JeongMee Yoon’s “The Pink and Blue Project” began when her 5-year-old daughter wanted to wear and play with exclusively pink clothing and toys.
Realizing her daughter was part of an international phenomenon of gender-specific marketing campaigns, Yoon began photographing American and South Korean children in their bedrooms with their collection of pink and blue objects, highlighting the powerful gender-oriented marketing pitch toy companies such as Mattel make to children and parents.
To create the series, Yoon took an approach not unlike that of the strategic marketing campaigns she wished to capture.
Yoon described the specific styling for the series:
“The subjects’ expressions and poses are very important elements in my pictures. I ask each model to sustain a blank, neutral expression to underline an ‘objectification’ of each child, and I request various poses to heighten the differences in gender and personal characteristics among my subjects. I also ask for feminine and masculine expressions and poses of them.”
Shoots last between four and eight hours (she used to style the shoots herself but now uses an assistant to save time), and Yoon takes around 90 frames (shot with a 6x6 Hasselblad camera).
“I displayed their possessions in an effort to show the viewer the extent to which children and their parents, knowingly or unknowingly, are influenced by advertising and popular culture,” Yoon wrote.
Although she initially wasn’t concerned with the arrangement of the objects, Yoon decided she wanted to give the images a “crowded” look and started organizing the objects with the smallest items in the foreground, similar to the way museums display their collections.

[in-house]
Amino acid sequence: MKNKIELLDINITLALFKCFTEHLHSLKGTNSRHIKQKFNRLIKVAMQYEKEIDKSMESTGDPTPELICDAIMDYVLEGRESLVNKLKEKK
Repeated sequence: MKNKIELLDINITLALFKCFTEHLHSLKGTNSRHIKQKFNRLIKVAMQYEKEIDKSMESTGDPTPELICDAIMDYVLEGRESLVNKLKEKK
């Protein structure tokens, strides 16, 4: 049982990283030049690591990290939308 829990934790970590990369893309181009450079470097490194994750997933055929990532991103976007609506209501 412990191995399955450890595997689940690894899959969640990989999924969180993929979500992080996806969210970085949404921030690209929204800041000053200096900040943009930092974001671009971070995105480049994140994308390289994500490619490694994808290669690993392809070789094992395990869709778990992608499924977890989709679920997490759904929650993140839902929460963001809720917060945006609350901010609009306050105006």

In order to give the children a doll-like expression, apart from the specific posing, Yoon often poses the children in the background of the images and shoots with a deep depth of field with diffused lighting.
Although she looked for models by advertising on the Internet, Yoon found direct contact was much easier.
“I visited mega stores like Target and Walmart, where there are many girls wearing pink and boys wearing blue with their parents in front of pink toys and bluish items,” she wrote.
Four years after the initial photographs were taken, Yoon revisited many of the children for the project “Pink and Blue Project II.”
Yoon explains, “Since the last visit, the children have grown up and their interest in color has expanded to various colors and tastes. This project portrays the process of development of these children along with the socially assimilated part of today’s society.”